Lunsetter Letter; “Why do We Do This?” 02 Mar 18

An open letter from Grygla Principal/Athletic Director Jamie Lunsetter signed by more than 30 area School District Athletic Directors. These comments along with our News Room interview with Lunsetter will be included in a 1230 News Special; “Why do We Do This?” with more next week on Thief River Falls Radio. The full context of the letter, endorsed by the Region 8A Athletic Directors Association, follows;

“To Whom it May Concern:

    I’d like to start by saying a very sincere THANK YOU to the many, many people that support what we do at our schools, including our extra-curricular activities.  There are so many people in our communities that understand the time, effort and energy that goes into providing quality programming for all of our students, many times at the sacrifice of our own families.  I call these people the silent majority.

    As I sit at my desk typing this letter today, I think about how the vocal minority has caused the people in our buildings; our teachers, coaches and advisors, along with countless other teachers and coaches in surrounding communities who have sacrificed to provide a positive experience for their children, to question, “Why do we do this?”.  There is an uneasiness in the coaching community as a whole because some parents have cast them as the villains, who have stopped their child from reaching what they believe is their full potential.  That notion could not be further from the truth. I think about how unfair it is to criticize our coaches for the decisions they make on the court, or the kids that they play in certain situations, or the plays they call, especially when done from the stands.   We each have the opportunity to play one of four roles at a sporting event; spectator, coach, player, or official.  When we try to be more than one of those roles, it causes problems.  Which role are you going to play?

   I wonder if people actually realize how it feels to put your heart and soul into something for all the right reasons, and then have it turned on you because the wins might not be coming, or because you’re not playing the right kids at the right time, or you’re calling the wrong plays.  I have seen this negativity spread quickly and loudly, and although I don’t have the answers to help people see that we are doing the right things, something needs to be said.  We, as educators, have the responsibility to care for, nurture and teach every single student and athlete that is given to us, and I’m proud to say that we do it enthusiastically.  I have personally seen and heard from parents who undercut their child’s teammates and coaches, and who have told their children to look for individual success first, and team success second.  That is not right, and it certainly isn’t making our teams stronger and is not helping to build better people.  That message completely undermines the real lessons that our children should be learning from the activities they participate in.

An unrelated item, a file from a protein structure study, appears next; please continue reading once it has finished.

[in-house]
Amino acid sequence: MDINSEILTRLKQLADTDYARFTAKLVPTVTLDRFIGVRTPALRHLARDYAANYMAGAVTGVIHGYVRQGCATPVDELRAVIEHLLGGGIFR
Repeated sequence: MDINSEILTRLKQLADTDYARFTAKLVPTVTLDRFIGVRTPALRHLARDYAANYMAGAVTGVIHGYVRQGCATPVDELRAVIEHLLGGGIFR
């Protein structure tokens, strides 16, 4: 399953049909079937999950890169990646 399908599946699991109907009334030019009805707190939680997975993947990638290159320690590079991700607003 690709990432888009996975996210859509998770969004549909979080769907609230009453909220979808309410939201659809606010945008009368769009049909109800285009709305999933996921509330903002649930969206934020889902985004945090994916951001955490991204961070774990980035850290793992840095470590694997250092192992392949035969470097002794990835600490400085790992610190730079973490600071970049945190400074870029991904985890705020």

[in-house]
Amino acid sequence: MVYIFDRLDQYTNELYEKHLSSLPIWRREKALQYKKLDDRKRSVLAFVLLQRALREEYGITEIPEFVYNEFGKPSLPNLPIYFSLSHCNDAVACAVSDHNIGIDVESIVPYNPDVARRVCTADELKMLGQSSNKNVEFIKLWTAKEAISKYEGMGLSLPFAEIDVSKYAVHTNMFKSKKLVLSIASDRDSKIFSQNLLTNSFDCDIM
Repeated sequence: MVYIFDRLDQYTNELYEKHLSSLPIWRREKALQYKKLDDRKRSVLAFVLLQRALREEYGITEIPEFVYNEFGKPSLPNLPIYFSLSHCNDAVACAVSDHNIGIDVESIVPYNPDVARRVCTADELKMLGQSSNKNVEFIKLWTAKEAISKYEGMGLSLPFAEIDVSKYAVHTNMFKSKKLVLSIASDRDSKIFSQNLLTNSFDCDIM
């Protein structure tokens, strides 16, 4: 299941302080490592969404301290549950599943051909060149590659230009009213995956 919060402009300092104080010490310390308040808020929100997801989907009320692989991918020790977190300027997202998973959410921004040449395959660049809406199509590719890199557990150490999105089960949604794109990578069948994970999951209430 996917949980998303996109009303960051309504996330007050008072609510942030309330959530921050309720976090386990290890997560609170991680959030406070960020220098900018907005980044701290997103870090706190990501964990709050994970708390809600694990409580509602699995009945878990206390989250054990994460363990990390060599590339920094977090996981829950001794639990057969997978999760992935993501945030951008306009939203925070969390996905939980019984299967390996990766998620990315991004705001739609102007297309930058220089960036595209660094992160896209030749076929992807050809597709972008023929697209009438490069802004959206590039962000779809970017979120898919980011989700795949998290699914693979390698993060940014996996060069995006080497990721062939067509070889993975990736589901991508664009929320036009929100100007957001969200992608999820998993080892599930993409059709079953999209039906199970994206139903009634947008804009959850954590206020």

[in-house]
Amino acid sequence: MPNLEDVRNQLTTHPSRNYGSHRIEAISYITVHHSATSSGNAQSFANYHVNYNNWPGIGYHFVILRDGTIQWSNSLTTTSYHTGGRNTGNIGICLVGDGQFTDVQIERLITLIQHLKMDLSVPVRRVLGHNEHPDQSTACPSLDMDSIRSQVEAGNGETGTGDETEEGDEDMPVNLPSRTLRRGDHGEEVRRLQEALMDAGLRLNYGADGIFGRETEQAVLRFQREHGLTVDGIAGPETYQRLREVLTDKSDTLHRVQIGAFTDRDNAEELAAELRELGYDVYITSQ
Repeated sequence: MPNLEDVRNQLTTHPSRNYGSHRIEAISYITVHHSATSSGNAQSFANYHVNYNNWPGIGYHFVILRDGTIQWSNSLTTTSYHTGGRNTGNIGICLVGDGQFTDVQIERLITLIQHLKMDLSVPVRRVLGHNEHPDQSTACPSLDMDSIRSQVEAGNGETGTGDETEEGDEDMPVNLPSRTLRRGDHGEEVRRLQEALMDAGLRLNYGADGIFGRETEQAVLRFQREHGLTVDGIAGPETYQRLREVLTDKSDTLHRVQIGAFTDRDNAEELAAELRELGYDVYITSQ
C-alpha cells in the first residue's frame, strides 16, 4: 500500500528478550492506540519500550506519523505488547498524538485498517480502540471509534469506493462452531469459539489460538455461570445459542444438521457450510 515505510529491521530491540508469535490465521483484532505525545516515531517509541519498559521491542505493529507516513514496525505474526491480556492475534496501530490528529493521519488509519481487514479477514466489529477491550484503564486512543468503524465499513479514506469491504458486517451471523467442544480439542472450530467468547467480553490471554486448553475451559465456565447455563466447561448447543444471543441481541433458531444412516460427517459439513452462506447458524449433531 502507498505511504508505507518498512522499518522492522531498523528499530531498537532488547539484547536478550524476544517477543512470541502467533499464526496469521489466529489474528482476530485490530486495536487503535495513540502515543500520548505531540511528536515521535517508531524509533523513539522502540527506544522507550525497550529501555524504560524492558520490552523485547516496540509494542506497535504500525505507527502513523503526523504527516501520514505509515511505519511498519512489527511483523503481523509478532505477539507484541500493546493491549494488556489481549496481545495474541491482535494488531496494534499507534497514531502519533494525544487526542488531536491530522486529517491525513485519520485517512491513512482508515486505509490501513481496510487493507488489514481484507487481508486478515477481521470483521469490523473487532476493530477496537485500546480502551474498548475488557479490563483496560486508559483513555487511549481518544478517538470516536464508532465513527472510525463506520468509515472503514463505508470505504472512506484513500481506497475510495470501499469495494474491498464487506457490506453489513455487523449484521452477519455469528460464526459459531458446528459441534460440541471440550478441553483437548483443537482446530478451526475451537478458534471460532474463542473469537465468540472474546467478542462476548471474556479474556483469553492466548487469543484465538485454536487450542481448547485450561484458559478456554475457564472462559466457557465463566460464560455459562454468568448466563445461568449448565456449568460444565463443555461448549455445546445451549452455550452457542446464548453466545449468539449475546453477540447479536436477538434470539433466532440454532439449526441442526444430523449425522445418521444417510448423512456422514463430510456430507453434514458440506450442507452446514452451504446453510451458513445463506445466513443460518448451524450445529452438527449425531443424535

The truth is that we have remarkable teachers and coaches doing great things for our kids.  They provide them with opportunities that not all kids get.  They care for their students and players, and spend more time with them than just about anyone else.  They miss family meals, birthdays, and other family activities to make sure their players needs are met.  They take the personal shots, comments from some parents and the crowd, and still keep coming back to help our kids become better people first, and better athletes second.  Our coaches take a personal interest in each of the kids in their classrooms and in their activity that extends beyond the school walls.  Even though some of the kids and parents will never see or understand that, it remains true.
I recently asked our coaches why they coach, and these were some of the responses I received:

“I coach for the kids.  When you see the sparkle in their eyes when things start to click for them…there is nothing like it!”
 “I remember what a pivotal role sports played in my development as a young person.  I have had the pleasure of being coached by some fine leaders, and I try to carry on the lessons those people have taught me.”

“I see today’s student athletes as tomorrow’s leaders, and I try to impact their lives in a positive way through the game we play.”

“I want to help young people realize what they have inside them. More than just athletic ability, what they have as a leader, a teammate, and an overall citizen. Everyone has potential to be someone who can go on to positively impact the lives of others, I want to help them get there.”

“I continue to coach today because I enjoy being able to see the players having fun, and as they grow as a
person. We aren’t just teaching players how to play basketball, we should also be preparing them to get
ready for the real world.”

“I coach because of the connection made between the players and coaches. A team should feel like a family,
and I think our team does. Most weeks, I see the players more than I see my own kids.”

    “I coach because of the strong healthy relationships made while coaching that can last a lifetime. Watching